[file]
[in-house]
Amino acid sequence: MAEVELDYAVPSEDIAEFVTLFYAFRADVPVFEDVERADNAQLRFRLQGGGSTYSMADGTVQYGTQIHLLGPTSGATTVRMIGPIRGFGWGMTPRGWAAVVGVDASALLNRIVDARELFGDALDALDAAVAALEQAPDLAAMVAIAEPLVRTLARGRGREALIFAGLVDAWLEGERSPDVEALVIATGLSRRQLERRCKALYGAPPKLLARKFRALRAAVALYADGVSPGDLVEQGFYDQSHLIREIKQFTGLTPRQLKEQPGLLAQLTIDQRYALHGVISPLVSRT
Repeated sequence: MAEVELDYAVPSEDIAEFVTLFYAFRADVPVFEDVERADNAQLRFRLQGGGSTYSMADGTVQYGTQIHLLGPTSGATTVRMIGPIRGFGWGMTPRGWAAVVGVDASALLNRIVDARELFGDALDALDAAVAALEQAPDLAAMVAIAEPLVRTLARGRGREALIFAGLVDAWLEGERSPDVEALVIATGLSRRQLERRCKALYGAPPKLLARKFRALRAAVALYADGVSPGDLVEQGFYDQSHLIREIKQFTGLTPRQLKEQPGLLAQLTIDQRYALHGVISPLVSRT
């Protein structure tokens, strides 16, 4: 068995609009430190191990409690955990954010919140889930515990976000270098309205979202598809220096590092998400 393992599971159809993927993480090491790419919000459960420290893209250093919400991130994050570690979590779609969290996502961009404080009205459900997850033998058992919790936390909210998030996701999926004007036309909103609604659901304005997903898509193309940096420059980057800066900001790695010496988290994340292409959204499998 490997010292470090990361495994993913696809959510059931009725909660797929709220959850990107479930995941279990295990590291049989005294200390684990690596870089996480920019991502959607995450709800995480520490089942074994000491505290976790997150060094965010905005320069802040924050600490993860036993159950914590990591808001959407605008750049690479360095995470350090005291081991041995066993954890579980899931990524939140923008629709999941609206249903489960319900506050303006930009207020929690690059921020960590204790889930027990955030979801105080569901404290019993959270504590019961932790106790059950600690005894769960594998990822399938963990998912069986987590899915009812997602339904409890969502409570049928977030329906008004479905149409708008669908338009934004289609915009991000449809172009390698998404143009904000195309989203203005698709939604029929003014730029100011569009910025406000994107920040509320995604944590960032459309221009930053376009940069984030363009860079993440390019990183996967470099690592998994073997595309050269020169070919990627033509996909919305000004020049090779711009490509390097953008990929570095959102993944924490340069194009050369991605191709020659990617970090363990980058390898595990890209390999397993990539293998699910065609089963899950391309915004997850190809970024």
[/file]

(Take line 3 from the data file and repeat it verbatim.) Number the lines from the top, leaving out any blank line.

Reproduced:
Repeated sequence: MAEVELDYAVPSEDIAEFVTLFYAFRADVPVFEDVERADNAQLRFRLQGGGSTYSMADGTVQYGTQIHLLGPTSGATTVRMIGPIRGFGWGMTPRGWAAVVGVDASALLNRIVDARELFGDALDALDAAVAALEQAPDLAAMVAIAEPLVRTLARGRGREALIFAGLVDAWLEGERSPDVEALVIATGLSRRQLERRCKALYGAPPKLLARKFRALRAAVALYADGVSPGDLVEQGFYDQSHLIREIKQFTGLTPRQLKEQPGLLAQLTIDQRYALHGVISPLVSRT